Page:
The cut up cabbage leaves were mixed with a generous amount of honey, twice the amount of mustards seeds, and a nice portion of caraway. To this I also added some white wine, unfortunately all I could get hold of in short notice was low alcoholic “cooking wine”.
The cabbages were left to cool, before being samples. It all ended up being a rather nice side dish with a nice balance of sweet and hot. It seems like it could have been a good side dish together with some beef or fatty pork.
However, I would have liked it to be a bit more acidic, but that may be blamed the choice of wine. A more obvious mistake though was that I due to some stress missed to properly drain the cabbages of water, which made the cabbages feel a bit to watery. It would perhaps have been a good idea to press out the water between two cutting boards.
As one head of cabbage produces quite a lot of food, I brought some home and had it a few days later, at which time it was still good.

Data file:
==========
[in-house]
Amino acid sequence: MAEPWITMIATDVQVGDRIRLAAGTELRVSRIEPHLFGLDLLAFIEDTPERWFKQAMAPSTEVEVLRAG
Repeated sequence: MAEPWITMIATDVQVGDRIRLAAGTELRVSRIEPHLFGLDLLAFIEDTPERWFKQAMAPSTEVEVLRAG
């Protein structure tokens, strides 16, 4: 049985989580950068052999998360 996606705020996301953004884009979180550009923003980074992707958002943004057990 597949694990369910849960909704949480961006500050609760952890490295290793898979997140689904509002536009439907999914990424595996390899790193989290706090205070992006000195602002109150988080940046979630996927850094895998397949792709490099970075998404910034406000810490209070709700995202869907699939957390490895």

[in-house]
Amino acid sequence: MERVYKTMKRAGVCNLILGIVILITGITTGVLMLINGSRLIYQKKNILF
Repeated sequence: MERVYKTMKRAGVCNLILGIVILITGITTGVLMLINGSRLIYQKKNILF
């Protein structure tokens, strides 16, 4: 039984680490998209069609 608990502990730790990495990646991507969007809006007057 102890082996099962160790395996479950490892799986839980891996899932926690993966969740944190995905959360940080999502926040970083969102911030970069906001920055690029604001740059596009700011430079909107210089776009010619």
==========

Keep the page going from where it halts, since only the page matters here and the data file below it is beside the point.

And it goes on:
August 15, 2011
Due to lack of time and resources I decided that the dish of day should be a simple dish, why I settled for the sweet called heathen peas in “Ein Buch von guter spise”.
- Heidenische erweiz Heathen peas
- Wilt du machen behemmische erweiz. so nim mandel kern und stoz die gar cleine. und mengez mit dritteil als vil honiges. und mit guten würtzen wol gemenget. so ers aller beste hat. die koste git man kalt oder warm.
How you want to make heathen peas. So take almond kernels and pound them very small. And mix it with a third as much honey. And with good spices well mixed. So it has the very best. One hands this out greedily, cold or warm.
- Though fairly simple, and only using a few ingredients there are still some questions to the actual preparation of them. Should only cold ingredients be mixed, should it be heated in some way or even caramelized? What spices ought to be used.
- In the recipe we can find a few hints as to the preparation. The first is in the name Heathen Peas would probably suggest a middle east inspiration, though I must admit that while I enjoy middle east food, I have not familiar enough with cooking it. So here I am up for some suggestions as to possible sweets to be inspired from.